Greenhouse Effect
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Natural Greenhouse Effect

The Earth receives heat from the Sun. About half of the Sun’s energy is absorbed by the Earth’s surface, while around 20% of the energy is absorbed by the atmosphere and 30% is reflected by clouds and the Earth’s surface back into space.

As the Earth’s surface warms, energy is emitted back into the atmosphere in a similar way that the hob of an electric cooker radiates heat. But if that’s all that happened, the Earth’s surface would be frozen, with an average temperature of around -18 °C — too cold to support life.

Instead, greenhouse gases in the Earth’s atmosphere absorb some of the outgoing energy and return part of it to the Earth’s surface. These gases are only a small proportion of the atmosphere but they act like a blanket by trapping some of the heat. The greater the concentration of these greenhouse gases, the more effectively they return energy back to the Earth’s surface.

Scientists explained the heat-trapping effects of greenhouse gases more than 150 years ago. We now know that any changes in the amount of greenhouse gases in the atmosphere will affect the Earth's temperature.

the main greenhouse gases are

  • Water vapour (H2O)
  • Carbon dioxide (CO2)
  • Methane (CH4)
  • Nitrous oxide (N2O)
  • Ozone (O3)

Enhanced Greenhouse Effect

Human activities like burning coal, oil and gas, deforestation and some agricultural practices have released huge quantities of greenhouse gases into the atmosphere.

This increase in greenhouse gases has led to an imbalance in the energy cycle that has affected the water cycle, atmospheric circulation and ocean currents, leading to changes in weather and climate. This is sometimes called the enhanced greenhouse effect.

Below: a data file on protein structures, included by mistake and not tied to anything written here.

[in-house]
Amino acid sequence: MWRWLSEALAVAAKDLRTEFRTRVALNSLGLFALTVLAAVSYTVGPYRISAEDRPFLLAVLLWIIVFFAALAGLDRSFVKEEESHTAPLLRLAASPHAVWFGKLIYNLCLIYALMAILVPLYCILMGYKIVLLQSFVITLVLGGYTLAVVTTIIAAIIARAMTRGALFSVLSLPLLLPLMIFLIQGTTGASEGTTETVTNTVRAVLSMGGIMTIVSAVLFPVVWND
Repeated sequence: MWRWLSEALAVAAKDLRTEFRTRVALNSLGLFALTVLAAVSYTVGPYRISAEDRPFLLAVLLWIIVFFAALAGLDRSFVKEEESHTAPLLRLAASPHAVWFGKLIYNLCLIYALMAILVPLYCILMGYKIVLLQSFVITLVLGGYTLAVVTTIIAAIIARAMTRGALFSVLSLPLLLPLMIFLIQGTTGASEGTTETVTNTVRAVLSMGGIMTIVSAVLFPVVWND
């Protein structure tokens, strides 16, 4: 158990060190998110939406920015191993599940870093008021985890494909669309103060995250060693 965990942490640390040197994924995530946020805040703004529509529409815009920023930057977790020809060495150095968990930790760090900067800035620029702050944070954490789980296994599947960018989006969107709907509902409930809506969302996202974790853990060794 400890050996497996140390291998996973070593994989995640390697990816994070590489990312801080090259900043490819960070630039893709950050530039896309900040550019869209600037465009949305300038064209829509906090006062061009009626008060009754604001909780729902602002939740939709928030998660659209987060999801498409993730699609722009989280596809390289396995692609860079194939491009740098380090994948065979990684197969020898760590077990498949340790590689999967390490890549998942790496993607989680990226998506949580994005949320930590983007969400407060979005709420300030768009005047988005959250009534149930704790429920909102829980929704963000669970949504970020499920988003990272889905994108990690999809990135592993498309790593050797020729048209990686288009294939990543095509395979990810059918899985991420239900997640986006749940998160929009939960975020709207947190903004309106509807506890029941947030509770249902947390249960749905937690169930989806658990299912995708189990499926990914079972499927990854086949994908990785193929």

In fact, the observed rise in atmospheric CO2 represents only half of that actually released, showing that some CO2 has been absorbed by our plants and oceans. Without this, it is possible the enhanced greenhouse effect would be even greater.

Observations of temperature, rainfall, humidity, arctic sea-ice, glaciers and sea-level over the last century are consistent with a warming planet. The evidence indicates that it is very likely that most of the warming since the mid-20th century is due to the observed increase in human emissions of greenhouse gases.

Water vapour is a really important greenhouse gas. Unlike other greenhouse gases, such as CO2 and methane, our activities aren’t really influencing its concentration in our atmosphere. However, scientists need to consider water vapour’s influence on the climate system as it plays a vital role in how much global temperatures might rise in the future.


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